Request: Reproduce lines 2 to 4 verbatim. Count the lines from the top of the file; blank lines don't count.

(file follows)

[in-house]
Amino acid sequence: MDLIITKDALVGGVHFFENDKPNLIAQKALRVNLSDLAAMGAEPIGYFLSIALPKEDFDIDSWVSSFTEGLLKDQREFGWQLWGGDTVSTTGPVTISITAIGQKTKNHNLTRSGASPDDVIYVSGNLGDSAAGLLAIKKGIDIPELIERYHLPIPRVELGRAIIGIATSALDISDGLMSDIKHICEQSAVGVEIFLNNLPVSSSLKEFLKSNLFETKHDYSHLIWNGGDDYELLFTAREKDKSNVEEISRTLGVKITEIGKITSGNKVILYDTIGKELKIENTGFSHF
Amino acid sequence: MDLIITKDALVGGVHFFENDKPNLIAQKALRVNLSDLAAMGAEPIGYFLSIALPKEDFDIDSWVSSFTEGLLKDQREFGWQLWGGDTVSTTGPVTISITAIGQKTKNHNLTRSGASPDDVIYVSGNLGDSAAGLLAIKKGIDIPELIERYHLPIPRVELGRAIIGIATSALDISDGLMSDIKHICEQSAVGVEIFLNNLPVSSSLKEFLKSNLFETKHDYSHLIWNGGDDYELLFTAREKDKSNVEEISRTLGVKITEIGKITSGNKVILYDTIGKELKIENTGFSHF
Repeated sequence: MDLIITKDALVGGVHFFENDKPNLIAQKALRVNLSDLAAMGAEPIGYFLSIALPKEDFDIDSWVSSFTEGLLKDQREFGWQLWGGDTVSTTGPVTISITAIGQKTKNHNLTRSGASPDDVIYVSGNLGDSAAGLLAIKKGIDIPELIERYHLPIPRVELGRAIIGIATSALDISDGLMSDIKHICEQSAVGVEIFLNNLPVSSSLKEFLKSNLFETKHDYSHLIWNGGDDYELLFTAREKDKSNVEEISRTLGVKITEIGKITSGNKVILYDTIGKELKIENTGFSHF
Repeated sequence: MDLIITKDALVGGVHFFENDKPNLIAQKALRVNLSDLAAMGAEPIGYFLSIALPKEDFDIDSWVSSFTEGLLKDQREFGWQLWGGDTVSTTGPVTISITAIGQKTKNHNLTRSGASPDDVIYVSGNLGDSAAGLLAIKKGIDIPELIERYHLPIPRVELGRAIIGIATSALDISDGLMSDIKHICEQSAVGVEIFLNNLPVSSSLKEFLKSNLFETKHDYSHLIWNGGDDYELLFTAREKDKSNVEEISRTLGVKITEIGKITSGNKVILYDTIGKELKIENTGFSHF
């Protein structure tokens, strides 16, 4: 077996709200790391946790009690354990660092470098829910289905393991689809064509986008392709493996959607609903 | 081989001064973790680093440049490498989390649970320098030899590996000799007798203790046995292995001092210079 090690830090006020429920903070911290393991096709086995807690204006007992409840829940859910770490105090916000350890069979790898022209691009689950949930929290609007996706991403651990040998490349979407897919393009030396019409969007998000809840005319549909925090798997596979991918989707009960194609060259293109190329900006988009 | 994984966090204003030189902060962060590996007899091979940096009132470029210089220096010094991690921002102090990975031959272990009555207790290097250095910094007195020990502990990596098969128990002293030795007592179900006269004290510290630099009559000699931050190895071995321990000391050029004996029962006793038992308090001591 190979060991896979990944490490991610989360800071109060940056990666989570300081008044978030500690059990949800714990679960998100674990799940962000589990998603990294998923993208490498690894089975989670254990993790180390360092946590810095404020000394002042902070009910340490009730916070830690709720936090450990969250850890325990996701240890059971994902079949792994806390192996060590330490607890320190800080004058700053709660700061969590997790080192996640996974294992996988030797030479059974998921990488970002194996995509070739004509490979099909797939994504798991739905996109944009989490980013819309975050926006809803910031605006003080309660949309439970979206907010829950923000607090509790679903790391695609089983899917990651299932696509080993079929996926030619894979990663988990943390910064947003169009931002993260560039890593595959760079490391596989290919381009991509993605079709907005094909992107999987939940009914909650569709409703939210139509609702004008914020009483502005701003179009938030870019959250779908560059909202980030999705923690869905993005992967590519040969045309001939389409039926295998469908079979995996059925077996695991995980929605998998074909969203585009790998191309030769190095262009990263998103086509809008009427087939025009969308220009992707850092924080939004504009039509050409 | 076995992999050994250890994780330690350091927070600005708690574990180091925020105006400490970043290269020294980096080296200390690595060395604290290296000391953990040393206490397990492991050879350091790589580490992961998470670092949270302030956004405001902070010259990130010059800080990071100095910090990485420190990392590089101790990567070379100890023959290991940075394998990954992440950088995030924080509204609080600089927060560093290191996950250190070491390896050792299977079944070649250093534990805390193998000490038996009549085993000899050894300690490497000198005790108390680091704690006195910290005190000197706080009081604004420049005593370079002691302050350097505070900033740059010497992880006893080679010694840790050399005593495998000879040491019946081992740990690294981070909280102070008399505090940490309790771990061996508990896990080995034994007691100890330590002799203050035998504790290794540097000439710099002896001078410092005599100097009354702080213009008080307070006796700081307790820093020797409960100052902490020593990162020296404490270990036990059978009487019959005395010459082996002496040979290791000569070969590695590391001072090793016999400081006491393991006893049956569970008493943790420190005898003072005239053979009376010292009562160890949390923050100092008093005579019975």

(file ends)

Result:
Amino acid sequence: MDLIITKDALVGGVHFFENDKPNLIAQKALRVNLSDLAAMGAEPIGYFLSIALPKEDFDIDSWVSSFTEGLLKDQREFGWQLWGGDTVSTTGPVTISITAIGQKTKNHNLTRSGASPDDVIYVSGNLGDSAAGLLAIKKGIDIPELIERYHLPIPRVELGRAIIGIATSALDISDGLMSDIKHICEQSAVGVEIFLNNLPVSSSLKEFLKSNLFETKHDYSHLIWNGGDDYELLFTAREKDKSNVEEISRTLGVKITEIGKITSGNKVILYDTIGKELKIENTGFSHF
Amino acid sequence: MDLIITKDALVGGVHFFENDKPNLIAQKALRVNLSDLAAMGAEPIGYFLSIALPKEDFDIDSWVSSFTEGLLKDQREFGWQLWGGDTVSTTGPVTISITAIGQKTKNHNLTRSGASPDDVIYVSGNLGDSAAGLLAIKKGIDIPELIERYHLPIPRVELGRAIIGIATSALDISDGLMSDIKHICEQSAVGVEIFLNNLPVSSSLKEFLKSNLFETKHDYSHLIWNGGDDYELLFTAREKDKSNVEEISRTLGVKITEIGKITSGNKVILYDTIGKELKIENTGFSHF
Repeated sequence: MDLIITKDALVGGVHFFENDKPNLIAQKALRVNLSDLAAMGAEPIGYFLSIALPKEDFDIDSWVSSFTEGLLKDQREFGWQLWGGDTVSTTGPVTISITAIGQKTKNHNLTRSGASPDDVIYVSGNLGDSAAGLLAIKKGIDIPELIERYHLPIPRVELGRAIIGIATSALDISDGLMSDIKHICEQSAVGVEIFLNNLPVSSSLKEFLKSNLFETKHDYSHLIWNGGDDYELLFTAREKDKSNVEEISRTLGVKITEIGKITSGNKVILYDTIGKELKIENTGFSHF